Insofar as a company fulfils the above-mentioned criteria, it may benefit from the domicile company tax regime, which, if applicable, has the following implications at the cantonal/communal CIT levels:

  • A modest portion of foreign-source income (i.e. from 0% to 15%) is subject to tax in accordance with the importance of the administrative function in Switzerland.
  • Income from qualifying participations (including dividends, capital gains, and re-evaluation gains) is usually tax exempt (whereas losses deriving from qualifying participations usually are not tax deductible).
  • All income from Swiss sources is taxed at ordinary rates.
  • Expenditures that are justified for business purposes are deductible from the income to which they have a business correlation.
  • Reduced capital tax rates usually are applicable.

The conditions to qualify as a domicile company vary from canton to canton. This is particularly the case with regard to determining the percentage of income from foreign sources subject to tax in Switzerland and to the definition of exactly what type of income is considered foreign-source income.

A domicile company can expect to be subject to an effective tax rate of 8% to 11% on its foreign-source income.

Mixed trading company tax regime (abolished as of 1 January 2020)

The mixed trading company tax status, which is very similar to the domicile company tax status, was given different names by the cantons. Internationally, it is most often referred to as the 'mixed trading company' tax status.

Contrary to a company benefiting from the classical domicile company tax status, a company benefiting from the mixed trading company tax status is allowed to undertake limited commercial activities in Switzerland. As a general rule, at least 80% of the income from commercial activities of a mixed trading company must derive from non-Swiss sources (i.e. a maximum of 20% of income may be linked to Swiss sources). Many cantons additionally require that at least 80% of the costs must be related to activities undertaken abroad.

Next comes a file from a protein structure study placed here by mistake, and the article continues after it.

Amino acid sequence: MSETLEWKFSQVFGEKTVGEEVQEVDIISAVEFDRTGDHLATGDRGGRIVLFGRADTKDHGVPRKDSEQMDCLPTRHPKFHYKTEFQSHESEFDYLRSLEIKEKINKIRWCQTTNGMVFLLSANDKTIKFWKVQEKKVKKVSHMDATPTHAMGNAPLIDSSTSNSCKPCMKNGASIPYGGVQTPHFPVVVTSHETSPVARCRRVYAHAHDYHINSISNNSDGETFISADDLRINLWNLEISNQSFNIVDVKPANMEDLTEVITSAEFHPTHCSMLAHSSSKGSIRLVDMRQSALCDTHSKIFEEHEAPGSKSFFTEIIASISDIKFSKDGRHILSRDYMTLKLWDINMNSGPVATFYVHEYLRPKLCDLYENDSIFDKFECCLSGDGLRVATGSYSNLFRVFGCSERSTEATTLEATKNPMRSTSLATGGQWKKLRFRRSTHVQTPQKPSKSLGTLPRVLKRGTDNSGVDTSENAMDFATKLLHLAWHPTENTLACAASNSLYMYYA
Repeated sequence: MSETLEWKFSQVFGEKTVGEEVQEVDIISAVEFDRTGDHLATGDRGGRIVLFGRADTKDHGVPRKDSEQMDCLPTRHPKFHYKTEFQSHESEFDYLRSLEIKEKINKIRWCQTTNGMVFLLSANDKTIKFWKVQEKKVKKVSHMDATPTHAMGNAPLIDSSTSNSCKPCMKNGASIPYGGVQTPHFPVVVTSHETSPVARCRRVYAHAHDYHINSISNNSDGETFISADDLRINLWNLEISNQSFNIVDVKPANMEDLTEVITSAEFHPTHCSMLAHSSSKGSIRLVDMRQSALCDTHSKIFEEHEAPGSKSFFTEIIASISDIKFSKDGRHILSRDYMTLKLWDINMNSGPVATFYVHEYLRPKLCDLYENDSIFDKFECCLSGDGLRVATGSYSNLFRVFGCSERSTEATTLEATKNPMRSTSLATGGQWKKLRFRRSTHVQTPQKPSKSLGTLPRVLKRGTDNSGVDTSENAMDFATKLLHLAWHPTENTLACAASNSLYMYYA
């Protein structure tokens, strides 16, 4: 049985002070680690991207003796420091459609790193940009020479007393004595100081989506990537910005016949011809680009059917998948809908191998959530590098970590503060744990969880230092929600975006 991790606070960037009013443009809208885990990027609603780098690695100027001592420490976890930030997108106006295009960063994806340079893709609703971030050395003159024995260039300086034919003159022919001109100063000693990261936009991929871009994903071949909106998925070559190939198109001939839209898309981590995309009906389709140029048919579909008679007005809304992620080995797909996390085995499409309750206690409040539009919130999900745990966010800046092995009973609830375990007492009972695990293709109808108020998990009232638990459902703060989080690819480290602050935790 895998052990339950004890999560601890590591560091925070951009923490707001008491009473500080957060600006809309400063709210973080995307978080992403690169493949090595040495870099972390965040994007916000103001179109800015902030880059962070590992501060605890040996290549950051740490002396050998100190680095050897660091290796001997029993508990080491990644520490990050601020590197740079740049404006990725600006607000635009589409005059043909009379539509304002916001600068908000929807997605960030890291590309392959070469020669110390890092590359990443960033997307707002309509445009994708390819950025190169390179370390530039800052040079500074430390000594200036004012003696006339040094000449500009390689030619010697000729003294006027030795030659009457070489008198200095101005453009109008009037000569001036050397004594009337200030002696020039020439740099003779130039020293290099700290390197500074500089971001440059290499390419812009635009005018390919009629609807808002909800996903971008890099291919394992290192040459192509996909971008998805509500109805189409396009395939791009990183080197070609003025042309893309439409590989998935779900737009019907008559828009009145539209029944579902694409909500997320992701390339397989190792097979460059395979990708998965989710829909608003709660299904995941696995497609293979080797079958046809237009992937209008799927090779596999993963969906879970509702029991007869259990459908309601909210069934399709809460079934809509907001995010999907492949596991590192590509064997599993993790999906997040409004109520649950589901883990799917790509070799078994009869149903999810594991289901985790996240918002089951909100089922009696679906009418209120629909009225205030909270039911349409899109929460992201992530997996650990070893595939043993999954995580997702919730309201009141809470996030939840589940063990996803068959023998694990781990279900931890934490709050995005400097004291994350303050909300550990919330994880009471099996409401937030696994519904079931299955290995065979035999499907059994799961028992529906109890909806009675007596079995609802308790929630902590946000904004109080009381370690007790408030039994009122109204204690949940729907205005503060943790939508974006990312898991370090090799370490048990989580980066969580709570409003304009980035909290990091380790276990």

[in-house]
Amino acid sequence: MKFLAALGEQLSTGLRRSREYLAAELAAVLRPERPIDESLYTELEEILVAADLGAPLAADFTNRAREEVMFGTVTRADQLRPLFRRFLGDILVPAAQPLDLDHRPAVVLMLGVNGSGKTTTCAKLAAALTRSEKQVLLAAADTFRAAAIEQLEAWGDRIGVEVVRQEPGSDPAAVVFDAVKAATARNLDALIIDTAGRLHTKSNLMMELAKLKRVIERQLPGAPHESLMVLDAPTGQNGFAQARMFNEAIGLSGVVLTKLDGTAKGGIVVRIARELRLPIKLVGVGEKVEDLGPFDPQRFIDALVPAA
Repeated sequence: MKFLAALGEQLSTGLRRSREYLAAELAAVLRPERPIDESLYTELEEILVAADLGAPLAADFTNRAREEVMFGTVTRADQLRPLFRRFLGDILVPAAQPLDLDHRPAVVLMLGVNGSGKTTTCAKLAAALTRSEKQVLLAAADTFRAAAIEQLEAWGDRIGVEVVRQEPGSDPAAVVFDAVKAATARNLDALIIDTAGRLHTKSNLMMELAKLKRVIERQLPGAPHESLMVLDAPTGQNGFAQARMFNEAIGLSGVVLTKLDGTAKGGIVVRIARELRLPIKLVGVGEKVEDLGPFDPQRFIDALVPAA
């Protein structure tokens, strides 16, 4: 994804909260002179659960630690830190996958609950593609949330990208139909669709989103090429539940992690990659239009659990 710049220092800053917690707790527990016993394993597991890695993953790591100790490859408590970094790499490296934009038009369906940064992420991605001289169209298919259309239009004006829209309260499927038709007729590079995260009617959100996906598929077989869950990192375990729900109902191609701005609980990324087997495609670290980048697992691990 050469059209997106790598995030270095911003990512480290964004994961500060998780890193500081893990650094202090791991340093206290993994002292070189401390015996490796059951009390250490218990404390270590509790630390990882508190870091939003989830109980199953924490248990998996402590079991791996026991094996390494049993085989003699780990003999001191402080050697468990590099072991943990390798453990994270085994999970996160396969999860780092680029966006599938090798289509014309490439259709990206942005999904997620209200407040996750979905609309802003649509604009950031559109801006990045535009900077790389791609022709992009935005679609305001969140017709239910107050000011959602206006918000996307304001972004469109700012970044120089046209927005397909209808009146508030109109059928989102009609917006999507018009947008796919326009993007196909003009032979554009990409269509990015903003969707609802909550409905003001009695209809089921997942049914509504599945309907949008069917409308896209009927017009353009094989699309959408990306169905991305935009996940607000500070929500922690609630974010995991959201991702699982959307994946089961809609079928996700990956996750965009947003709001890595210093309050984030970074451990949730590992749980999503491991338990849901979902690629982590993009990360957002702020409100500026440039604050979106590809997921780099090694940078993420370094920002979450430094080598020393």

Insofar as a company fulfils the above-mentioned criteria, it may benefit from the mixed trading company tax regime. Depending on the concrete Swiss activity and infrastructure, the portion subject to cantonal and communal income taxes generally varies between 5% and 25% of the foreign-source income and is normally higher than it is for domicile companies. The exact portion, based on the specific business activities of a company, may need to be clarified with the responsible cantonal tax authorities if the general guidelines would not cover a specific case.

Patent box

With the Swiss tax reform, a patent box will be introduced at cantonal and communal levels as of 1 January 2020 reducing CIT on income from qualifying patents. The proportion of income from patents and similar rights to the extent it is based on qualifying R&D expenses in Switzerland is exempt from CIT up to a maximum of 90% (depending on the cantonal implementation). To enter the patent box, previously incurred R&D expenses that arose to develop the respective patents will have to be taxed at the applicable CIT rate based on a company’s location of corporate residence in Switzerland.

Foreign tax credit

Swiss tax resident corporations and branches may suffer foreign non-recoverable WHTs on dividend, interest, and royalty income derived from foreign sources. As such foreign-source income is generally subject to corporate income taxation in Switzerland, a double taxation occurs. In case a DTT exists and in order to reduce or to eliminate double taxation, Switzerland usually applies the credit method (for branches as of 1 January 2020). Specific conditions and formalities will need to be met to benefit from foreign tax credits.